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The Essays, Humorous, Moral and Literary of the Late Dr. Benjamin Franklin ...
Keine Leseprobe verfügbar - 2018
The Essays, Humourous, Moral and Literary; of the Late Benjamin Franklin
Keine Leseprobe verfügbar - 2013
accused acquainted advantage America become better Busy Body Busy-Body character chess clothes common constitution continue emies employed encourage English eral esteem Europe expenses favour February 18 fortune friends give Great-Britain habit happy hope hundred improved industry JOHN FRANKLIN judge kind labour land late learning less liberty live luxury Madeira wine mankind manner marriages master means ment merchants Methusalem mind Moses nation nature necessary neighbour never obliged observed occasion opinion pain paper parliament of England persons perspirable matter piece pieces of eight Pilgrim's Progress PLEASANT DREAMS pleasure pounds present priva profit punish readers receive rise seamen shew shillings slavery slaves sleep subsistence suffer taining thee things thou thought tion trade Tuesday February virtue whistle words writing youth
Seite 28 - The most trifling actions that affect a man's credit, are to be regarded. The sound of your hammer at five in the morning, or nine at night, heard by a creditor, makes him easy six months longer ; but if he sees you at a billiard table, or hears your voice at a tavern, -when you should be at work, he sends for his money the next day : demands it before he can receive it in a lump.
Seite 6 - I, too much for his whistle. If I knew a miser, who gave up every kind of comfortable living, all the pleasure of doing good to others, all the esteem of his fellow-citizens, and the joys of benevolent friendship, for the sake of accumulating wealth, Poor man, said I, you pay too much for your whistle.
Seite 29 - In short, the way to wealth, if you desire it, is as plain as the way to market. It depends chiefly on two words, industry and frugality; that is, waste neither time nor money, but make the best use of both.
Seite 6 - I then came home, and went whistling all over the house, much pleased with my whistle, but disturbing all the family. My brothers and sisters and cousins, understanding the bargain I had made, told me I had given four times as much for it as it was worth. This put me in mind what good things I might have bought with the rest of the money; and they laughed at me so much for my folly that I cried with vexation; and the reflection gave me more chagrin than the whistle gave me pleasure.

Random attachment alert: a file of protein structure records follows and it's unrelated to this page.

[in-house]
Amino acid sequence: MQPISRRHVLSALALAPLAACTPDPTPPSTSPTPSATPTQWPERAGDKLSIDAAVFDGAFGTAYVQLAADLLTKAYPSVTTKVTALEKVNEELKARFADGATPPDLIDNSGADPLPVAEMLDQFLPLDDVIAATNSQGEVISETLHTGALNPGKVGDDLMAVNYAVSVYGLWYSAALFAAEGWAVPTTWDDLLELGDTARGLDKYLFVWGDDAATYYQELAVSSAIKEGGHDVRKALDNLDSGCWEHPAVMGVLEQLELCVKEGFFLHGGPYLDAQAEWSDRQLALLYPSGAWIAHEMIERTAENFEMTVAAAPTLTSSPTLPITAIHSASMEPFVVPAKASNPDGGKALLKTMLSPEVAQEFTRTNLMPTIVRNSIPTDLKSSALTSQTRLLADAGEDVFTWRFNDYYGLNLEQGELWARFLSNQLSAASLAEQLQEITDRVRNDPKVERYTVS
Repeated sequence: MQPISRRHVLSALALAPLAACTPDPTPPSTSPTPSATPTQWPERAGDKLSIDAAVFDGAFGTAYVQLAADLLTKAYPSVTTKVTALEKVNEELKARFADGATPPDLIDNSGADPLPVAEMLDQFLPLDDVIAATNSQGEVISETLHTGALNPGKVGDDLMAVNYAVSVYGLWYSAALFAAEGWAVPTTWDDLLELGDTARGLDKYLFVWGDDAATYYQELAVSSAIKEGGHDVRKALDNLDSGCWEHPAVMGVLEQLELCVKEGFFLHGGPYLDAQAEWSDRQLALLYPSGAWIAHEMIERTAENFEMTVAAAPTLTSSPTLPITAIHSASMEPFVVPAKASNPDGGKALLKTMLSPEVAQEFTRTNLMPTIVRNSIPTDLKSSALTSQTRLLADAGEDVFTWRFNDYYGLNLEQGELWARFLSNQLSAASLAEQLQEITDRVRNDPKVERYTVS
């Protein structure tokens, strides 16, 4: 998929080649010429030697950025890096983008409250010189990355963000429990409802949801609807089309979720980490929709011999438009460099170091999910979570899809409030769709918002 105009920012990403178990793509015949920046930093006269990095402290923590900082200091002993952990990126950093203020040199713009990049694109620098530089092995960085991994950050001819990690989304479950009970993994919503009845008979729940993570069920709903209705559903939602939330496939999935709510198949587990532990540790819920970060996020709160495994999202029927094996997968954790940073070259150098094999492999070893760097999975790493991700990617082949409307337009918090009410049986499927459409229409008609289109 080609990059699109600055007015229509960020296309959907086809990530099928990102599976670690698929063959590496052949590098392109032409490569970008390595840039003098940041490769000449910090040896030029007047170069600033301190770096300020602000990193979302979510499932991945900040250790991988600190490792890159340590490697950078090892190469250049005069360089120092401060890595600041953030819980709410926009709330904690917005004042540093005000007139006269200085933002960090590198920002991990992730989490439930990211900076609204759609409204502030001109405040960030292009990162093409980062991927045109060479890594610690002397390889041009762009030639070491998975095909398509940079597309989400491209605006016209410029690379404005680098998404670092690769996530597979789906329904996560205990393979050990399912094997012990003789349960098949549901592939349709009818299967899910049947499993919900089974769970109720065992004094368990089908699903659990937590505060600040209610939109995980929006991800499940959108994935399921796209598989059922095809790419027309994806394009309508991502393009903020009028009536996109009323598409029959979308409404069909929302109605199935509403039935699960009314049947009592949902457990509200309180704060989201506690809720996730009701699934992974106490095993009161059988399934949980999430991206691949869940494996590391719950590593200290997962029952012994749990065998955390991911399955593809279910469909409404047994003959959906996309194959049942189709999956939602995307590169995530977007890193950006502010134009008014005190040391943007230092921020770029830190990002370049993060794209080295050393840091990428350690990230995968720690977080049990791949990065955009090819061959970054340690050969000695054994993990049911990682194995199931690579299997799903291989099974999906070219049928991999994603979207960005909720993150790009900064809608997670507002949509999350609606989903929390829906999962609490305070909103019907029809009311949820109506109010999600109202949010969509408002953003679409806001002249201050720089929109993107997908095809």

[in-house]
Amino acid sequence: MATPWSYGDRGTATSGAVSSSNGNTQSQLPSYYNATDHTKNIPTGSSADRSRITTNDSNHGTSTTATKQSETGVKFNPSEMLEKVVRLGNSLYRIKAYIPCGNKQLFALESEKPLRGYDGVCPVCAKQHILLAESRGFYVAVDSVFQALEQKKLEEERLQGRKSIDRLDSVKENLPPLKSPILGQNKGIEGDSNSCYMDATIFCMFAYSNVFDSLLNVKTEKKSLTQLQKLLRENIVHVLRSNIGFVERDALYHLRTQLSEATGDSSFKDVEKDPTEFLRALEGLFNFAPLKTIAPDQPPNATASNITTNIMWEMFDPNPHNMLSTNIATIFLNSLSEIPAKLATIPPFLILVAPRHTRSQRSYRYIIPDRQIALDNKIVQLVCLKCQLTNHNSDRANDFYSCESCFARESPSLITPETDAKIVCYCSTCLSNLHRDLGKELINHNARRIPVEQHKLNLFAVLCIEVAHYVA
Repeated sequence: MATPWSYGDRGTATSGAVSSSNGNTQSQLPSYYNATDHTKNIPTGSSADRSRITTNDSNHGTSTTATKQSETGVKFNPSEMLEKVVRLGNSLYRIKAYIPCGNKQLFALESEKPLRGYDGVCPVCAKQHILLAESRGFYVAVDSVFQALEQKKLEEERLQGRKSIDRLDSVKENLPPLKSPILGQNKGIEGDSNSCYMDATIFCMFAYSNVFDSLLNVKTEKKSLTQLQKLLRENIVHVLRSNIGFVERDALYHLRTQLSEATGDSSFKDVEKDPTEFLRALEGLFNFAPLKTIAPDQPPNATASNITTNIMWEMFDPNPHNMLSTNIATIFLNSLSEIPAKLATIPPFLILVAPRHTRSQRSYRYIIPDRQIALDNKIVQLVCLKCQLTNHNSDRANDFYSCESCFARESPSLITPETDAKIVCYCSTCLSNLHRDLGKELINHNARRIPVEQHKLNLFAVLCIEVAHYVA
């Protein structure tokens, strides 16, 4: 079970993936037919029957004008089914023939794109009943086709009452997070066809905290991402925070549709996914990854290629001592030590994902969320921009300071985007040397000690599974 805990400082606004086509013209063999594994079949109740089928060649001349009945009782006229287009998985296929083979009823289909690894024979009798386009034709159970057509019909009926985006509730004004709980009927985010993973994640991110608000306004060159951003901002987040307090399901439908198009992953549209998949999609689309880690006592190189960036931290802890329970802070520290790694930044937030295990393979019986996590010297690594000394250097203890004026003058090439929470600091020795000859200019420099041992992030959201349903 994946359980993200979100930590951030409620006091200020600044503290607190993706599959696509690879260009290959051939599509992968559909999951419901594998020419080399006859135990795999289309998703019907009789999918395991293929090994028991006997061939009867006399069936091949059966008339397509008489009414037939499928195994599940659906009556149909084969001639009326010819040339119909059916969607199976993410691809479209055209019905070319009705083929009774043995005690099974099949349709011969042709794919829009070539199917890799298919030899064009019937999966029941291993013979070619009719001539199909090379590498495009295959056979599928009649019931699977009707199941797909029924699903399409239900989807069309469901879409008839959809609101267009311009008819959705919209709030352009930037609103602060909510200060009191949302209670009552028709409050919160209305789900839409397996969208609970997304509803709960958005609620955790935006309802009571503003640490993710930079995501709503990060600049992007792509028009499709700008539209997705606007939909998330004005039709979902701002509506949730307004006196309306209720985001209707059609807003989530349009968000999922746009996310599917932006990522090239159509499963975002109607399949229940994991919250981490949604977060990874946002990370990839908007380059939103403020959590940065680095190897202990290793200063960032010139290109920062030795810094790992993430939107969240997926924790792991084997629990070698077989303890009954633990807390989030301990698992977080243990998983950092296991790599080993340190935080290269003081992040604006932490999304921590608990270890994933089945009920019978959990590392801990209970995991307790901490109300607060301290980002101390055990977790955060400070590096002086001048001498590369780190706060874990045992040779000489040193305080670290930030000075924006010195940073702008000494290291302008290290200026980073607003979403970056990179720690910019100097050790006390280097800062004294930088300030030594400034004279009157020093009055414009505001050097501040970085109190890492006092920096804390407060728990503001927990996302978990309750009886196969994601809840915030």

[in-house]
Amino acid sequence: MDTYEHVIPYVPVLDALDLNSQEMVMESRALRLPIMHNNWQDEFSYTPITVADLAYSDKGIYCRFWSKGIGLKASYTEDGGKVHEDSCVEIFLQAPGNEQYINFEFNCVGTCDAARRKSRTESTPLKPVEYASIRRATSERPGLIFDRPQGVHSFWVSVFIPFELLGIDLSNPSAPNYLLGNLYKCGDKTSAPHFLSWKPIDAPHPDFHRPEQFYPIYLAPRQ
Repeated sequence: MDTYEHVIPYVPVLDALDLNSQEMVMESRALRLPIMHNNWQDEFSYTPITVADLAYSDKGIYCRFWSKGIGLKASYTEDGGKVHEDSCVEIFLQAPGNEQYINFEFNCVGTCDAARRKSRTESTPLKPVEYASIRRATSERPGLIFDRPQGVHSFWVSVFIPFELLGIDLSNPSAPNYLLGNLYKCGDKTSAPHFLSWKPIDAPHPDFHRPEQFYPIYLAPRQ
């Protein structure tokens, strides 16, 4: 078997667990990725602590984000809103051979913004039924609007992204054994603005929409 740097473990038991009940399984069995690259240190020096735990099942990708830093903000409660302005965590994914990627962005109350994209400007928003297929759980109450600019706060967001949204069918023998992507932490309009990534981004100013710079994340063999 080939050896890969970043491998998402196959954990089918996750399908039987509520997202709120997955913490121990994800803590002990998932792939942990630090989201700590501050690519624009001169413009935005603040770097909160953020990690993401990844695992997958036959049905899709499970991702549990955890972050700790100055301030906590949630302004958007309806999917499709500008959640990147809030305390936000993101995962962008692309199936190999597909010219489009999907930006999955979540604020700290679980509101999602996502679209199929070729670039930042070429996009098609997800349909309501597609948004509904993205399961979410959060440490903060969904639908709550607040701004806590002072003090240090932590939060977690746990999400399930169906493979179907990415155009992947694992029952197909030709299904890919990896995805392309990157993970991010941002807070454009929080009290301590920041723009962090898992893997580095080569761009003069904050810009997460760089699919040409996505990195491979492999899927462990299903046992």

Seite 13 - the opinion of learned philosophers of our race who lived and flourished long before my time that this vast world, the Moulin Joly, could not itself subsist more than eighteen hours ; and I think there was some foundation for that opinion, since by the apparent motion of the great luminary that gives life to all nature, and which in my time has evidently declined considerably...
Seite 28 - He that is known to pay punctually and exactly to the time he promises, may at any time, and on any occasion, raise all the money his friends can spare. This is sometimes of great use. After industry and frugality, nothing contributes more to the raising of a young man in the world than punctuality and justice in all his dealings ; therefore, never keep borrowed money an hour beyond the time you promised, lest a disappointment shut up your friend's purse for ever.
Seite 27 - Remember that money is of a prolific generating nature. Money can beget money, and its offspring can beget more, and so on.
Seite 7 - I, you are providing pain for yourself, instead of pleasure; you give too much for your whistle.
Seite 13 - I listened through curiosity to the discourse of these little creatures ; but as they, in their national vivacity, spoke three or four together, I could make but little of their conversation. I found, however, by some broken expressions that I heard now...
Seite 16 - Circumspection, which surveys the whole chess-board, or scene of action ; the relations of the several pieces and situations, the dangers they are respectively exposed to, the several possibilities of their aiding each other, the probabilities that the adversary may...